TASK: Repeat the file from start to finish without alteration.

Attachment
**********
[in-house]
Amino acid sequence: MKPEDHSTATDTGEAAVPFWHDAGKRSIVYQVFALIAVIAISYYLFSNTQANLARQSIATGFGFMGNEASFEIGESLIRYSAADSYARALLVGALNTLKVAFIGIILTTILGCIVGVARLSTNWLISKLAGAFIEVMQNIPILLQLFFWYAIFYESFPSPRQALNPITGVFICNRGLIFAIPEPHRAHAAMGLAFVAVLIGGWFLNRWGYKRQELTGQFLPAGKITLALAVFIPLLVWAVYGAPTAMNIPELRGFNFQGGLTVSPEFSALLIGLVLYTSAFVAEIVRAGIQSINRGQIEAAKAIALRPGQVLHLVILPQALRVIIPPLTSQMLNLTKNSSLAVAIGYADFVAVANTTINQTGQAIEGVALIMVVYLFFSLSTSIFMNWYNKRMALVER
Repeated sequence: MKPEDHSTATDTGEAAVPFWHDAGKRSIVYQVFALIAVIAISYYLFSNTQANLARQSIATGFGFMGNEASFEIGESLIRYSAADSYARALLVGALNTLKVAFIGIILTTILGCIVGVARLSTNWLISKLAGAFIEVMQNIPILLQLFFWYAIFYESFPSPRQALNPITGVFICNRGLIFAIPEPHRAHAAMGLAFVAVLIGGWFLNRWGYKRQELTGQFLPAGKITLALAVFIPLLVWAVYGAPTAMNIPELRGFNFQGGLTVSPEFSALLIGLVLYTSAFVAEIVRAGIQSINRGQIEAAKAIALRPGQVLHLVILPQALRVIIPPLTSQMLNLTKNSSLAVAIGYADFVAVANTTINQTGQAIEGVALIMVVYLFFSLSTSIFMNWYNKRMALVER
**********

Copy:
[in-house]
Amino acid sequence: MKPEDHSTATDTGEAAVPFWHDAGKRSIVYQVFALIAVIAISYYLFSNTQANLARQSIATGFGFMGNEASFEIGESLIRYSAADSYARALLVGALNTLKVAFIGIILTTILGCIVGVARLSTNWLISKLAGAFIEVMQNIPILLQLFFWYAIFYESFPSPRQALNPITGVFICNRGLIFAIPEPHRAHAAMGLAFVAVLIGGWFLNRWGYKRQELTGQFLPAGKITLALAVFIPLLVWAVYGAPTAMNIPELRGFNFQGGLTVSPEFSALLIGLVLYTSAFVAEIVRAGIQSINRGQIEAAKAIALRPGQVLHLVILPQALRVIIPPLTSQMLNLTKNSSLAVAIGYADFVAVANTTINQTGQAIEGVALIMVVYLFFSLSTSIFMNWYNKRMALVER
Repeated sequence: MKPEDHSTATDTGEAAVPFWHDAGKRSIVYQVFALIAVIAISYYLFSNTQANLARQSIATGFGFMGNEASFEIGESLIRYSAADSYARALLVGALNTLKVAFIGIILTTILGCIVGVARLSTNWLISKLAGAFIEVMQNIPILLQLFFWYAIFYESFPSPRQALNPITGVFICNRGLIFAIPEPHRAHAAMGLAFVAVLIGGWFLNRWGYKRQELTGQFLPAGKITLALAVFIPLLVWAVYGAPTAMNIPELRGFNFQGGLTVSPEFSALLIGLVLYTSAFVAEIVRAGIQSINRGQIEAAKAIALRPGQVLHLVILPQALRVIIPPLTSQMLNLTKNSSLAVAIGYADFVAVANTTINQTGQAIEGVALIMVVYLFFSLSTSIFMNWYNKRMALVER